Another addressee of Putin’s messages is the Ukrainian government, which it would seem is not taken at all seriously by the Kremlin, especially given its recent actions against Putin’s closest ally in Ukraine, Viktor Medvedchuk. This article directly denies the possibility of dialogue with the Ukrainian government and blocks any hypothetical steps towards establishing peace by taking Ukrainian interests into account. Moreover, the article contains many open threats to Ukraine, which are justified by the author on various grounds—including historical ones. For example, Putin writes:

“We will never allow our historical territories and people close to us who live there to be used against Russia. And to those who will make such an attempt, I want to say that in this way they will destroy their country.”

This amounts to a direct threat not only to Ukraine, but also to the West.

There is also an important passage in which Putin compares what he calls “a course of forced assimilation” in Ukraine with the use of weapons of mass destruction against Russia. This is a direct large-scale threat and a cause for concern in the context of the radicalization and ethnicization of Putin’s thinking.

Further, Putin repeats several times that Russia “will not allow” Ukraine to pursue a course not approved by Russia. He does not indicate anywhere how exactly he will “not allow” this. But, ominously, he asserts several times that Ukraine “will destroy itself”.

Putin also uses the article to raise the stakes in his game with Western leaders and reminds them once again that Russia is ready to continue a tough defense of its interests in Ukraine. In addition, he also addresses mid-level and senior Western officials, parliamentarians, public activists, leading journalists and businessmen – all those who influence voters in the West. After all, it is they who determine the framework within which the leaders of their countries must operate. And factors like Putin’s article help to shape that framework.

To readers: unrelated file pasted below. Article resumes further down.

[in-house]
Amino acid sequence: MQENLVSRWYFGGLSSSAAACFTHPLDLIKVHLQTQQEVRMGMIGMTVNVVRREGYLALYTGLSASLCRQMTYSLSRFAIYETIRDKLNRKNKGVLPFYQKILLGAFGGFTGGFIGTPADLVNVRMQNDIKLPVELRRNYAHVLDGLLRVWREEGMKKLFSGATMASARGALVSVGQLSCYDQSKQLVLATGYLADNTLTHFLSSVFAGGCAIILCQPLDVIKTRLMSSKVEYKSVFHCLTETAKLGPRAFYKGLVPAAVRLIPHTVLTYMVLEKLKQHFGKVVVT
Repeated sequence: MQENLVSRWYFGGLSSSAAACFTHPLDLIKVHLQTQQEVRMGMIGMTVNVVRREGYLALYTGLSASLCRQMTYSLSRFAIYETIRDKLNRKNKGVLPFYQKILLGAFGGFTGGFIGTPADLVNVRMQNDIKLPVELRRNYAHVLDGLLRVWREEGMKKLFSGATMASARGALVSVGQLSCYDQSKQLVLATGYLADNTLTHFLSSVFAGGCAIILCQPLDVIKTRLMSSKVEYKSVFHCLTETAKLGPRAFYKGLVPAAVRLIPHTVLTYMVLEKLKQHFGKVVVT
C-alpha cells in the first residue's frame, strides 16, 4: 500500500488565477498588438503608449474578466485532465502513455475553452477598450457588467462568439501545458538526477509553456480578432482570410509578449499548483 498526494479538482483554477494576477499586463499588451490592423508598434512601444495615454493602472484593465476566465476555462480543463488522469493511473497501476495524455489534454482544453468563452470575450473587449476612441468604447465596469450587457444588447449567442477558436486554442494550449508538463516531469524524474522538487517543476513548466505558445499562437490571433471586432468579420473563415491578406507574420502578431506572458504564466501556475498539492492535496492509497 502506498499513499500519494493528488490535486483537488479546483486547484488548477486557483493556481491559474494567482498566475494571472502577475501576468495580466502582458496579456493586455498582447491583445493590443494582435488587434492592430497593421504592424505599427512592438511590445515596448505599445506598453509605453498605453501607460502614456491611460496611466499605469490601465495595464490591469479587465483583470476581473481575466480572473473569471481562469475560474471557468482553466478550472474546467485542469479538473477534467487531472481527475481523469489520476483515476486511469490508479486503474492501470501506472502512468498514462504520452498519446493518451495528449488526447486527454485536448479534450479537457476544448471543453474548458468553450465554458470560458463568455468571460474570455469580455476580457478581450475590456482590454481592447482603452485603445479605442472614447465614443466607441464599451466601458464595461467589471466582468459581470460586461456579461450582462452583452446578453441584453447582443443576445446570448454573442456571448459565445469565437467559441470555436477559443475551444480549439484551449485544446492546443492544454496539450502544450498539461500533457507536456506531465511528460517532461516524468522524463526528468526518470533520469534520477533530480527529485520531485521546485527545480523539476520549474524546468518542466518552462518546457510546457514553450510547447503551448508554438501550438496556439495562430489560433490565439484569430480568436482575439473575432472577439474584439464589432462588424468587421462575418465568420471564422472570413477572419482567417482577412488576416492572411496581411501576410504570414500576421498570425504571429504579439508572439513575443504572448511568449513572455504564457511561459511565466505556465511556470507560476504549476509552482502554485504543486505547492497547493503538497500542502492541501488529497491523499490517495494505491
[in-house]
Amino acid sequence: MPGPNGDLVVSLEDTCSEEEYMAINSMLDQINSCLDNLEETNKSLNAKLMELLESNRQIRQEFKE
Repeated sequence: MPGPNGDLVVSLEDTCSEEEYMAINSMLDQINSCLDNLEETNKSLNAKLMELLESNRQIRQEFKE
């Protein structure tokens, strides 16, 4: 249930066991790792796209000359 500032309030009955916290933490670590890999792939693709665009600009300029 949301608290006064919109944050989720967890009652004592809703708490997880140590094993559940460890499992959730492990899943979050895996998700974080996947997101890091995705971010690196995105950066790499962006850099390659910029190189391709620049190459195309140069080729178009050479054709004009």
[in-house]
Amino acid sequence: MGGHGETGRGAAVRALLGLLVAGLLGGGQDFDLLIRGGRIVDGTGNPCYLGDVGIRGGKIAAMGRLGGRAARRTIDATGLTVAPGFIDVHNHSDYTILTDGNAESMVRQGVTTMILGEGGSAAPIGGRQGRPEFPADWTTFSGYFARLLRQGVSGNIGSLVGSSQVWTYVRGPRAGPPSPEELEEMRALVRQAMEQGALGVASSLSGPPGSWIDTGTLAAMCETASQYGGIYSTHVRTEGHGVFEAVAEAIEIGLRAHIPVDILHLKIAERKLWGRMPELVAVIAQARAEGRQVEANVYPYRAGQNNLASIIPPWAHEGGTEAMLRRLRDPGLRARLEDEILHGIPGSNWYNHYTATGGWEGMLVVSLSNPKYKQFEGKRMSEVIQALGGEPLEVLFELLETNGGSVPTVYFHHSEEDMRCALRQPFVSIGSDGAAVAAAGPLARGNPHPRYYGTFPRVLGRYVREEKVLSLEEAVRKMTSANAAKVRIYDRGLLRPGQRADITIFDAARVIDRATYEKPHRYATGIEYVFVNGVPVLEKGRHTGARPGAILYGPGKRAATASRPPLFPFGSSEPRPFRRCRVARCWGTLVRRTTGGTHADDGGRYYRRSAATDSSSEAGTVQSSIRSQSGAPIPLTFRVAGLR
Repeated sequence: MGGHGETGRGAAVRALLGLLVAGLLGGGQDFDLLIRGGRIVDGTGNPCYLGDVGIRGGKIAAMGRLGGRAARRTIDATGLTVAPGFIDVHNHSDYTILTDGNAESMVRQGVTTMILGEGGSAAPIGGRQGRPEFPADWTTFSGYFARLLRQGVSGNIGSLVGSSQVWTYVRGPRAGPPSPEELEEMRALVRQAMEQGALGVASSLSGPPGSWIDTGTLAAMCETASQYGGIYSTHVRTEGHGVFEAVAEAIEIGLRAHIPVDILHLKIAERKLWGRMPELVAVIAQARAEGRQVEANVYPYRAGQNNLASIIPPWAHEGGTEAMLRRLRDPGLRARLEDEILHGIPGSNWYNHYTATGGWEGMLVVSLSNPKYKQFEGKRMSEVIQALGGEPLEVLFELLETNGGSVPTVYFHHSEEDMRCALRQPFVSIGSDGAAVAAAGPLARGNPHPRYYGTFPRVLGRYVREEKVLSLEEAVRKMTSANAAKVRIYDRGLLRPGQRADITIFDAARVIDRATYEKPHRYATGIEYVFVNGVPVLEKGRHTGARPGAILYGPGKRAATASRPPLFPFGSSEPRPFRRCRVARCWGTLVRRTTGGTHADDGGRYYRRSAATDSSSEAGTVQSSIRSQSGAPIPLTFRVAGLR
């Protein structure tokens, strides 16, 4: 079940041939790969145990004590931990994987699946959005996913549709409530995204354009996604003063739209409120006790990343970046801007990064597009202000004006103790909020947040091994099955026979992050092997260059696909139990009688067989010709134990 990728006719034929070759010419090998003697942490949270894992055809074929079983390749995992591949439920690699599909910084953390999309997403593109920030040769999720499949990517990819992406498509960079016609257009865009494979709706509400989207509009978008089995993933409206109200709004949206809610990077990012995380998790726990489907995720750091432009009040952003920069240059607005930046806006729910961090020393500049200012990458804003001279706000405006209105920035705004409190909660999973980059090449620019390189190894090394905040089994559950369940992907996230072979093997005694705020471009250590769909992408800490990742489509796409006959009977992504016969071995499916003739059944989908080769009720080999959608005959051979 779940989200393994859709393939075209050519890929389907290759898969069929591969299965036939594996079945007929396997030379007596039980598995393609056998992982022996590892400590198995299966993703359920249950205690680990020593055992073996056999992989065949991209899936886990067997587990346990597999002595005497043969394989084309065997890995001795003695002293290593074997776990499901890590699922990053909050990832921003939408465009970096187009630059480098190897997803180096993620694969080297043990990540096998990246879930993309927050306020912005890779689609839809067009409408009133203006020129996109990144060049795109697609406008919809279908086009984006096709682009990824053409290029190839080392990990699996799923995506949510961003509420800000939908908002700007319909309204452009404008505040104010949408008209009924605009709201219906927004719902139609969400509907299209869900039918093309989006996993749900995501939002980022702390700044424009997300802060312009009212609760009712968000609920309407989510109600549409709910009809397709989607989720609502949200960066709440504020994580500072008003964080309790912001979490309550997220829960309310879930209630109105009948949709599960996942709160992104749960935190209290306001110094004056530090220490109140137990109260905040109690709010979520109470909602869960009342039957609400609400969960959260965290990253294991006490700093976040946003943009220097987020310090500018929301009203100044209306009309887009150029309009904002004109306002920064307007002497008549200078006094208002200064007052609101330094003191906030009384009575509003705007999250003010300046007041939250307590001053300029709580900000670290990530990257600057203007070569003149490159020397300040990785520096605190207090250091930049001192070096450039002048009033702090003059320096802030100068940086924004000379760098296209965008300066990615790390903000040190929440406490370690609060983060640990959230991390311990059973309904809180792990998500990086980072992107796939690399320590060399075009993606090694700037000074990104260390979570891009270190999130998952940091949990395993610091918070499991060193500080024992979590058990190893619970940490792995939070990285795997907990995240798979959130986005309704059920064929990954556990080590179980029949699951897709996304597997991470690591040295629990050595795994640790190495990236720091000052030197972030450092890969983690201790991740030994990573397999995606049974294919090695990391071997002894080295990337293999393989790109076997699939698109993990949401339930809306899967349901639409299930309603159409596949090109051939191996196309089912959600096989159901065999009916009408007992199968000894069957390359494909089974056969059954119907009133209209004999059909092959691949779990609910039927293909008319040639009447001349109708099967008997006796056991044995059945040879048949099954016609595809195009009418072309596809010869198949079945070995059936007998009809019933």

Finally, Putin’s article is also a pre-election maneuver for the benefit of an internal Russian audience. Against the background of the problems that the pandemic and its new wave have already caused, the dubious successes with vaccinations and the price hike that the government cannot cope with, the Kremlin needs to divert attention to something else. Another bout of anti-Ukrainian hysteria is a good – and a proven – means of uniting the electorate before the vote in September.